Logo File size and Resolution Question

I just completed a logo for a client, and I’m unsure what file size and resolution I should create for them. They will be using them for both social media and print.
I’m planning on making a PDF, Jpeg, and PNG file. I realize the the PDF doesn’t really matter as it’s vector.

Do you create different sizes of jpeg and png files for versatility on their end? If so, what sizes?

Pretty new to design and any help would be greatly appreciated.

Usually logo size can be adjusted once you drag them into design software like Photoshop or Illustrator and so on. so there is no restriction on it. my suggestion is that make three different size logo such as small size(400 x 400 px ) , medium size (1200 x 1200 px ) and large size (2500 x 2500 px)…

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Smaller jpegs may be needed for email footers, twitter icon etc. I have done 160x160, 320x320, 640x640 px.

I start with the vector file then I can make jpgs / pngs from that as required. I usually send a range of sizes and say I can make any size needed in future.

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The initial logo lockup should be a .ai file. Not a .pdf. Definitely not an .eps (that format should be discontinued.)
From there, any competent designer can create all the .jpg, .png, .tif, .whatever files they need.
For client use, who may not be a designer, I wouldn’t create anything that they can use particularly large in a raster format. You can’t take raster logos to a sign shop and have them cut in any fashion. You can’t get them embroidered. You can’t get them silk screened (tho you might get them DTG printed.) Web use and Word use doesn’t require anything very large.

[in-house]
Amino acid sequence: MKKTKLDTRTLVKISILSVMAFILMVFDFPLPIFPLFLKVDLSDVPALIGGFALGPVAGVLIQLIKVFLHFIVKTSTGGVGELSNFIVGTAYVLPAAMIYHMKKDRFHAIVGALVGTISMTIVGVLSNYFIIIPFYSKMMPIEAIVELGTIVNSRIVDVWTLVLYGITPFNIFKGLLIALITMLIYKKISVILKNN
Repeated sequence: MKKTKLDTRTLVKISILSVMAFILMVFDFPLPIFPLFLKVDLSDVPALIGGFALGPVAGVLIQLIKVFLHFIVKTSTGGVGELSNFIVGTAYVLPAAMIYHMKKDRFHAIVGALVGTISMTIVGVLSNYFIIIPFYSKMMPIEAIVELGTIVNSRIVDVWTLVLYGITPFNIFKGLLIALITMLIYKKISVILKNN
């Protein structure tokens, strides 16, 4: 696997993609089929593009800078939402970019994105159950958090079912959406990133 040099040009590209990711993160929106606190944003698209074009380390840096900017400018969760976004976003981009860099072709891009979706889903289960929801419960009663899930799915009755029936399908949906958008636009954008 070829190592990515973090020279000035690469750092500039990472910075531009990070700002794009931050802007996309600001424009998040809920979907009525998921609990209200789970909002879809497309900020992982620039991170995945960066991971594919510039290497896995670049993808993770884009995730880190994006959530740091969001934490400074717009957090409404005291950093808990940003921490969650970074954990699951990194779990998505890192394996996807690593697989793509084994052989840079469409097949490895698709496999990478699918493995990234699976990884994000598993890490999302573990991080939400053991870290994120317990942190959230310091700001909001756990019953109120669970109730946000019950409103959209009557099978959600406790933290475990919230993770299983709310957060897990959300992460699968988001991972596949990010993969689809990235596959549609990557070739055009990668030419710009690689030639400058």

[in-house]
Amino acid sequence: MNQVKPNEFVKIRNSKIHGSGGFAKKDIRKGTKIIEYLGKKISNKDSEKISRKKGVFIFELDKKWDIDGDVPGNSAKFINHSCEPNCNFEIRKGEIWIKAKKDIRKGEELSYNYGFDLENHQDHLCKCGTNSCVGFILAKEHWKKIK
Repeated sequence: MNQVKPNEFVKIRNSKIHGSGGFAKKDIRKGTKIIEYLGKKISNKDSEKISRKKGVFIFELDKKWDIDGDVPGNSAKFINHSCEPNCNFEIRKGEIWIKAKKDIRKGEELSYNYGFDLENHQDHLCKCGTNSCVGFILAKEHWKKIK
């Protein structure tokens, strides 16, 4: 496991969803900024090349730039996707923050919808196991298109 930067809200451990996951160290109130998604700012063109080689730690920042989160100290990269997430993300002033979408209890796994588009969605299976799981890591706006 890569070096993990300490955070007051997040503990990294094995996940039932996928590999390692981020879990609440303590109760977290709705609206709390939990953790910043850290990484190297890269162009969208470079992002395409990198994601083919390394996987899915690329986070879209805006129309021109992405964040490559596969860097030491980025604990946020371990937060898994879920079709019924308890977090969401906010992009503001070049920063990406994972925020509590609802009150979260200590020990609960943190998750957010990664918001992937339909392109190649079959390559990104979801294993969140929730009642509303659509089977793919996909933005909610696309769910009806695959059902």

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I don’t provide JPEGs any longer unless the client specifically asks for one. I used to provide them, since they can be easily opened and seen by the client, but almost every client today can open a vector-based PDF. I’ve also found that JPEGs tend to proliferate and become the standard passed-around version within the company, which is never good. I see JPEGed logos as having no useful purpose and only supply them when specifically requested by the client. Even then, I only provide it with warnings against using it for anything.

As for what I do supply them, it depends on the situation. If it’s a small operation with no on-staff designers, I’ll give them both .ai and .pdf in B&W, grayscale, CMYK, RGB and Pantone colors. A .png is useful for websites and transparency, but I have no specific sizes and try to give them something in a range that meets their website needs. I’ll also supply them with large, high-res .psd’s.

Depending on the situation, I’ll also supply clients with a version for light backgrounds and one for dark backgrounds.

If the client is somewhat savvy about these things or has an on-staff designer, I’ll typically only supply them with the .ai and .pdf in B&W, grayscale, RGB, CMYK and Pantone colors. I figure they’re in a position to make their own format, size and resolution variations as needed.

In addition, at a very minimum, I’ll supply basic usage instructions for each in an attempt to help the client know what format is most appropriate for various purposes.

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I usually save a logo at about 7" across so that anyone can just print it out centered on any machine to look at it without changing paper or anything. No big deal but it seems to make them happy to not have to resize.

Often, especially if I know the logo will be used in an office by several different people, I might save 20 or so versions and formats and list what they are used for - and this is important - which should NOT be used for print (i.e. web based/ lower than 300dpi raster).